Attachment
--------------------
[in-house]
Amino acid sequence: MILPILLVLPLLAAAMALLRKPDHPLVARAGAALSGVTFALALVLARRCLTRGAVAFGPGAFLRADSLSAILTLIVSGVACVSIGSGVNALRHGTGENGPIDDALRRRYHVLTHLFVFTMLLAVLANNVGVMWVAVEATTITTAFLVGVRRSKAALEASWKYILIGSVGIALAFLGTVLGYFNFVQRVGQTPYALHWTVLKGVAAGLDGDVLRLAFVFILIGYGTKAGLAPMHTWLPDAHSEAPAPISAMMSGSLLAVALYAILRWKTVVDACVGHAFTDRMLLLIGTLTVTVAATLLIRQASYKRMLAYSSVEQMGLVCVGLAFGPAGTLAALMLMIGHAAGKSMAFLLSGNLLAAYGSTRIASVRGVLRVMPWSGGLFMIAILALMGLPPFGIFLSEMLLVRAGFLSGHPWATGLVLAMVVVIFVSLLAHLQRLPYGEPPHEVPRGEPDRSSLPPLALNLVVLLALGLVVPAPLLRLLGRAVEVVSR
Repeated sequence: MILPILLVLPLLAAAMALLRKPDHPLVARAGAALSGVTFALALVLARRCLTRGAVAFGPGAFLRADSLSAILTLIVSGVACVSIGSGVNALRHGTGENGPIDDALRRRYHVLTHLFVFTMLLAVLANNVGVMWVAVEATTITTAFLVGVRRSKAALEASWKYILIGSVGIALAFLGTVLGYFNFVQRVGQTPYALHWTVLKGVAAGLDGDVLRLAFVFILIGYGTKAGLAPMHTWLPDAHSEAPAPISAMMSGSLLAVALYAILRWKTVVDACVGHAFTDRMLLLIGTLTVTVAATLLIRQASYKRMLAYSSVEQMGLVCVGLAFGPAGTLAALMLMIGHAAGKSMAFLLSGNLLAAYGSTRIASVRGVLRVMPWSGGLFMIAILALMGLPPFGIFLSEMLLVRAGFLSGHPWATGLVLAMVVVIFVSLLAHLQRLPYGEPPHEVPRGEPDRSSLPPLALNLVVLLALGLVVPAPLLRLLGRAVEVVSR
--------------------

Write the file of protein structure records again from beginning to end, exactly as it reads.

[in-house]
Amino acid sequence: MILPILLVLPLLAAAMALLRKPDHPLVARAGAALSGVTFALALVLARRCLTRGAVAFGPGAFLRADSLSAILTLIVSGVACVSIGSGVNALRHGTGENGPIDDALRRRYHVLTHLFVFTMLLAVLANNVGVMWVAVEATTITTAFLVGVRRSKAALEASWKYILIGSVGIALAFLGTVLGYFNFVQRVGQTPYALHWTVLKGVAAGLDGDVLRLAFVFILIGYGTKAGLAPMHTWLPDAHSEAPAPISAMMSGSLLAVALYAILRWKTVVDACVGHAFTDRMLLLIGTLTVTVAATLLIRQASYKRMLAYSSVEQMGLVCVGLAFGPAGTLAALMLMIGHAAGKSMAFLLSGNLLAAYGSTRIASVRGVLRVMPWSGGLFMIAILALMGLPPFGIFLSEMLLVRAGFLSGHPWATGLVLAMVVVIFVSLLAHLQRLPYGEPPHEVPRGEPDRSSLPPLALNLVVLLALGLVVPAPLLRLLGRAVEVVSR
Repeated sequence: MILPILLVLPLLAAAMALLRKPDHPLVARAGAALSGVTFALALVLARRCLTRGAVAFGPGAFLRADSLSAILTLIVSGVACVSIGSGVNALRHGTGENGPIDDALRRRYHVLTHLFVFTMLLAVLANNVGVMWVAVEATTITTAFLVGVRRSKAALEASWKYILIGSVGIALAFLGTVLGYFNFVQRVGQTPYALHWTVLKGVAAGLDGDVLRLAFVFILIGYGTKAGLAPMHTWLPDAHSEAPAPISAMMSGSLLAVALYAILRWKTVVDACVGHAFTDRMLLLIGTLTVTVAATLLIRQASYKRMLAYSSVEQMGLVCVGLAFGPAGTLAALMLMIGHAAGKSMAFLLSGNLLAAYGSTRIASVRGVLRVMPWSGGLFMIAILALMGLPPFGIFLSEMLLVRAGFLSGHPWATGLVLAMVVVIFVSLLAHLQRLPYGEPPHEVPRGEPDRSSLPPLALNLVVLLALGLVVPAPLLRLLGRAVEVVSR